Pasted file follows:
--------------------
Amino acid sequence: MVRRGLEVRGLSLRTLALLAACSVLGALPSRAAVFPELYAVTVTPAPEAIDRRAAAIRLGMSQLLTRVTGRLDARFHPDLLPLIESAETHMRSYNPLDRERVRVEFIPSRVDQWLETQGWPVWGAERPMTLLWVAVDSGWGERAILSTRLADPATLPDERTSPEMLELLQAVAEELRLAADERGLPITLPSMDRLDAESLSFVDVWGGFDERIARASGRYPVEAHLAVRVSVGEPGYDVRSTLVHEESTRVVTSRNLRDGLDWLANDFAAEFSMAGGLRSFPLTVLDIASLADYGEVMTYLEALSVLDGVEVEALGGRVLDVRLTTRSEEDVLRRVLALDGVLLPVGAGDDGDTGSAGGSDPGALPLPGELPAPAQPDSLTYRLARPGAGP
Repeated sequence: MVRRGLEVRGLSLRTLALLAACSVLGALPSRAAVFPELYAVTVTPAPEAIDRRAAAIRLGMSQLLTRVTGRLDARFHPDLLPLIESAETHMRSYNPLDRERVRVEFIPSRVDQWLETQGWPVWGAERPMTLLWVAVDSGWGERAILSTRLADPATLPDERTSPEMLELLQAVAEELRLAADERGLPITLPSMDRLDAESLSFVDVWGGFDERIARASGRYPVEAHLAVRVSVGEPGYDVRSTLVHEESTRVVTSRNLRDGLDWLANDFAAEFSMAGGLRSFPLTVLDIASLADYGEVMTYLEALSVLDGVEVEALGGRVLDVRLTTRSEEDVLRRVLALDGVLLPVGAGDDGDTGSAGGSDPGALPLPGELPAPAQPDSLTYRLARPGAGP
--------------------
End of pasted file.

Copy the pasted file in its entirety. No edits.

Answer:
Amino acid sequence: MVRRGLEVRGLSLRTLALLAACSVLGALPSRAAVFPELYAVTVTPAPEAIDRRAAAIRLGMSQLLTRVTGRLDARFHPDLLPLIESAETHMRSYNPLDRERVRVEFIPSRVDQWLETQGWPVWGAERPMTLLWVAVDSGWGERAILSTRLADPATLPDERTSPEMLELLQAVAEELRLAADERGLPITLPSMDRLDAESLSFVDVWGGFDERIARASGRYPVEAHLAVRVSVGEPGYDVRSTLVHEESTRVVTSRNLRDGLDWLANDFAAEFSMAGGLRSFPLTVLDIASLADYGEVMTYLEALSVLDGVEVEALGGRVLDVRLTTRSEEDVLRRVLALDGVLLPVGAGDDGDTGSAGGSDPGALPLPGELPAPAQPDSLTYRLARPGAGP
Repeated sequence: MVRRGLEVRGLSLRTLALLAACSVLGALPSRAAVFPELYAVTVTPAPEAIDRRAAAIRLGMSQLLTRVTGRLDARFHPDLLPLIESAETHMRSYNPLDRERVRVEFIPSRVDQWLETQGWPVWGAERPMTLLWVAVDSGWGERAILSTRLADPATLPDERTSPEMLELLQAVAEELRLAADERGLPITLPSMDRLDAESLSFVDVWGGFDERIARASGRYPVEAHLAVRVSVGEPGYDVRSTLVHEESTRVVTSRNLRDGLDWLANDFAAEFSMAGGLRSFPLTVLDIASLADYGEVMTYLEALSVLDGVEVEALGGRVLDVRLTTRSEEDVLRRVLALDGVLLPVGAGDDGDTGSAGGSDPGALPLPGELPAPAQPDSLTYRLARPGAGP